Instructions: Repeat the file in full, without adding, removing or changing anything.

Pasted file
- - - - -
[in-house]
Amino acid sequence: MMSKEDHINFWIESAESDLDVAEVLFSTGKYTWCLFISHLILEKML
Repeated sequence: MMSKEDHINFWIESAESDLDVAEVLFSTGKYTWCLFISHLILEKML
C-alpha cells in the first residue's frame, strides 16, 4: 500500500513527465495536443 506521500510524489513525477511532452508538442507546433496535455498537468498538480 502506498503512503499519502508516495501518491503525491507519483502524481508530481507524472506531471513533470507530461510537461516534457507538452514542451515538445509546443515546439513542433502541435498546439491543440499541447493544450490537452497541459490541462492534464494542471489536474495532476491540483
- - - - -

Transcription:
[in-house]
Amino acid sequence: MMSKEDHINFWIESAESDLDVAEVLFSTGKYTWCLFISHLILEKML
Repeated sequence: MMSKEDHINFWIESAESDLDVAEVLFSTGKYTWCLFISHLILEKML
C-alpha cells in the first residue's frame, strides 16, 4: 500500500513527465495536443 506521500510524489513525477511532452508538442507546433496535455498537468498538480 502506498503512503499519502508516495501518491503525491507519483502524481508530481507524472506531471513533470507530461510537461516534457507538452514542451515538445509546443515546439513542433502541435498546439491543440499541447493544450490537452497541459490541462492534464494542471489536474495532476491540483